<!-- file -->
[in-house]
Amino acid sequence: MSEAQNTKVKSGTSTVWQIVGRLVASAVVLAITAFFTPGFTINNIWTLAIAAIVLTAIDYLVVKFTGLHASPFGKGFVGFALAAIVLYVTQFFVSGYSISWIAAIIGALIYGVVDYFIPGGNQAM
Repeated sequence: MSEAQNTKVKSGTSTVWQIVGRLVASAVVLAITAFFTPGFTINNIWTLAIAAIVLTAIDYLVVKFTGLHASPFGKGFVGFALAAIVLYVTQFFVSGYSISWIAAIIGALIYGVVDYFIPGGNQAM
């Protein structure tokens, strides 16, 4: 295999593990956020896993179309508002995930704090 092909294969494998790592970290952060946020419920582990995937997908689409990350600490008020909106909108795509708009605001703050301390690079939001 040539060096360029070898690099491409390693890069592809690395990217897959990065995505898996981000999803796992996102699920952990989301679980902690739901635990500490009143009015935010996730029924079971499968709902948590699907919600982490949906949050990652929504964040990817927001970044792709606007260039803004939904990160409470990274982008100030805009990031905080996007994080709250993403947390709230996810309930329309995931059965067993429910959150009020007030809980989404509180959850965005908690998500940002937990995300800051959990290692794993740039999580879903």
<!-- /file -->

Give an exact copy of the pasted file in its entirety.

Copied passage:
[in-house]
Amino acid sequence: MSEAQNTKVKSGTSTVWQIVGRLVASAVVLAITAFFTPGFTINNIWTLAIAAIVLTAIDYLVVKFTGLHASPFGKGFVGFALAAIVLYVTQFFVSGYSISWIAAIIGALIYGVVDYFIPGGNQAM
Repeated sequence: MSEAQNTKVKSGTSTVWQIVGRLVASAVVLAITAFFTPGFTINNIWTLAIAAIVLTAIDYLVVKFTGLHASPFGKGFVGFALAAIVLYVTQFFVSGYSISWIAAIIGALIYGVVDYFIPGGNQAM
């Protein structure tokens, strides 16, 4: 295999593990956020896993179309508002995930704090 092909294969494998790592970290952060946020419920582990995937997908689409990350600490008020909106909108795509708009605001703050301390690079939001 040539060096360029070898690099491409390693890069592809690395990217897959990065995505898996981000999803796992996102699920952990989301679980902690739901635990500490009143009015935010996730029924079971499968709902948590699907919600982490949906949050990652929504964040990817927001970044792709606007260039803004939904990160409470990274982008100030805009990031905080996007994080709250993403947390709230996810309930329309995931059965067993429910959150009020007030809980989404509180959850965005908690998500940002937990995300800051959990290692794993740039999580879903």